DIY Diablo III Wizard
My friend Anna from Seattle Cosplay is a brilliant fashion designer and cosplayer. I can’t sew (yet!) but I can make props and accessories. We put our powers together to collaborate on a costume — she worked the fabric and I did the fabricating. The following is a summary of some of the work I did on this project. To read about Anna’s work, check out Diablo 3 Wizard – Part 2.
DIABLO 3 WIZARD .
This is the concept art for the wizard Li-Ming in Diablo 3. The level of detail is so intense that (as you can imagine) this exact design didn’t make it into the actual game. This one picture is the only reference we have for this character. Like a Magic Eye, the longer you gaze into it the more details emerge.
Let’s start simple.
There is a main shape cut out of styrene to give it support. The rest is many slices of fun foam. I heated it up and sculpted some simple shapes into it, then drew on the details with puff paint.
FABRIC STUFF .
I put paint on some stuff!
Also, Anna bought some high-heeled shoes and made boot covers for them. The pleather didn’t match the shoes, so I dyed the boot covers so they match.
For the dragon prints on the sleeves, we used this stencil from beraka on deviantART. I traced it onto some fine nylon screen and painted a layer of wood glue on the negative spaces.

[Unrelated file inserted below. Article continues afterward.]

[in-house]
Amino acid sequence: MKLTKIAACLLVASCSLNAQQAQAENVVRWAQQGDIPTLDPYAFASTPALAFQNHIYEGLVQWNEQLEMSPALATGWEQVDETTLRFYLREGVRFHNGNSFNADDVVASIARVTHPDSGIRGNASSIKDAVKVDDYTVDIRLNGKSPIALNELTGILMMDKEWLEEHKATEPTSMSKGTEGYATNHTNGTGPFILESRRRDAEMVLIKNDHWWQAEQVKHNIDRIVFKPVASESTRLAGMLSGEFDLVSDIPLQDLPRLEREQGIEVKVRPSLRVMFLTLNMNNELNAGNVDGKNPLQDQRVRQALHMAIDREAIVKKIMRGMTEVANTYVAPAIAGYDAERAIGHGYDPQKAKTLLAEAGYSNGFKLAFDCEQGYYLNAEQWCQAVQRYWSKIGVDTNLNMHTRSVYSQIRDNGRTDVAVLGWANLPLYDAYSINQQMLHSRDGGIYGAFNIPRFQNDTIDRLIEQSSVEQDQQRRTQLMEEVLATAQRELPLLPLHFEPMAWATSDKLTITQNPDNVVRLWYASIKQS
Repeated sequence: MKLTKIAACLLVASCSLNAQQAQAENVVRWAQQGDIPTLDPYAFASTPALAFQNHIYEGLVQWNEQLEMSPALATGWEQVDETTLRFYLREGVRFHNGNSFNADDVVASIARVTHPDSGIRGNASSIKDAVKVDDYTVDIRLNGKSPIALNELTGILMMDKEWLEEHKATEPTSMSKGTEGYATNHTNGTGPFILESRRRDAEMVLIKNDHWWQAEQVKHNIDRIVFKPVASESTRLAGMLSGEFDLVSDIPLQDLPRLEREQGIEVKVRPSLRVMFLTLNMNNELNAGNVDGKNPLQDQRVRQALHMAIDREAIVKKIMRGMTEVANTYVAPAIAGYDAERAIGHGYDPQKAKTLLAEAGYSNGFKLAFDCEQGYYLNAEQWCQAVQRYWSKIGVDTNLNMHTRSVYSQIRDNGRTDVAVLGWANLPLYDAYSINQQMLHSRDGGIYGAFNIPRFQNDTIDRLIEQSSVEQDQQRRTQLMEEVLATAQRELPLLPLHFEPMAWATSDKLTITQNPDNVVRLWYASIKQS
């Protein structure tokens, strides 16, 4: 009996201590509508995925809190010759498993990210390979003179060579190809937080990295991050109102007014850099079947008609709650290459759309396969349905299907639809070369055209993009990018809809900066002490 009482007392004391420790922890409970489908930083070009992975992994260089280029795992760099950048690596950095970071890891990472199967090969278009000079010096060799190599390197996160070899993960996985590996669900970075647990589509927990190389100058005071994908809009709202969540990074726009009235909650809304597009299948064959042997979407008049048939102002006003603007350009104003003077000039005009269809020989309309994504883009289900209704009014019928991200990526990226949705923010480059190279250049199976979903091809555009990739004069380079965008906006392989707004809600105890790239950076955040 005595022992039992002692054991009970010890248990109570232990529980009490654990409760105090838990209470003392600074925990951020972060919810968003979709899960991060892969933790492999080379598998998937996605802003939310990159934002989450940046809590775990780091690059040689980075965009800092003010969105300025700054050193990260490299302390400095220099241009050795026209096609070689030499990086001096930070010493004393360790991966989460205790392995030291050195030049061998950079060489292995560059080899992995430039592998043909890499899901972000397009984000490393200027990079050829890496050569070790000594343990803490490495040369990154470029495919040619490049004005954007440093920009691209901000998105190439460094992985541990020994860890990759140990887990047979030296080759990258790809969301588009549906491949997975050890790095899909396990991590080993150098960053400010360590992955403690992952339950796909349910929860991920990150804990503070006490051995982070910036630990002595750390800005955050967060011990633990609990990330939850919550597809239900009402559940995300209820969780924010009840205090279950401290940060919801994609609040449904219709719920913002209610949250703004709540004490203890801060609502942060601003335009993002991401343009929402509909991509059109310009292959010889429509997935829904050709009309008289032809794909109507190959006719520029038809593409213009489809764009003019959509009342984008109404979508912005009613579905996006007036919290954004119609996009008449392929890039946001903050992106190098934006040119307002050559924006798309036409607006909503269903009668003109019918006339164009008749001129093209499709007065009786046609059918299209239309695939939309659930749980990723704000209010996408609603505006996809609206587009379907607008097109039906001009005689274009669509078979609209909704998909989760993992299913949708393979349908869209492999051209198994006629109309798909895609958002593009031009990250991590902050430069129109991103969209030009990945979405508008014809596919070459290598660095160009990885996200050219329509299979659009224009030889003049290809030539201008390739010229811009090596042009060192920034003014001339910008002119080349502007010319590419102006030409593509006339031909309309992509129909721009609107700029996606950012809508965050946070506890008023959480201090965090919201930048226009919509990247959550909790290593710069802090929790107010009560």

If this had been a smaller pattern, wood glue probably would have worked fine. Because it was so huge, one end would be dry by the time I put paint on the other end, so I had to wash the screen after every use. The wood glue kind of softened so I was afraid to wash it too thoroughly. As a result, dried paint stuck in the screen and by the end some of the prints were looking kind of crusty. Later I went in and touched stuff up with a small brush so it was okay. It just took extra time.
CHARMS AND BELT THINGS .
This is the jewelry that goes all over the belt. While looking at the concept art I noticed the artist drew a small handful of shapes and then copy-pasted them all over the whole outfit. So I’ll do the same.
These are sculpted with Paper-Clay, which is super easy to carve and sand when it air-dries. It’s also ridiculously fragile, so not appropriate for the final version of what I’m doing, but it’s really fast to work with to make the masters.
These are the scrolls that hang from the hip. I did them in one sitting so no progress pictures. They are wooden dowels covered with highly-textured fancy papers. The “metal” end pieces are actually rubber furniture feet. Anna made the scroll holster and I did some of the detail painting, plus that little charm up there in the top left.
I studied the reference and made some sketches and blueprints.
I made an armature out of wood and wire held together with epoxy. I beefed it up with aluminum foil and covered it in a thin layer of sculpey. The horns and eyes were sculpted separately, baked, and sanded before adding them to the adding them to the rest of the figure. Since they were already hard I couldn’t mess them up. The pale, flesh-colored sculpey is just regular Super Sculpey, which is cheaper and more abundant than the grey Super Sculpey Firm. Since I want to do a bunch of details I am using Super Sculpey Firm because it doesn’t get messed up so easily.
The mouth will get cut out later.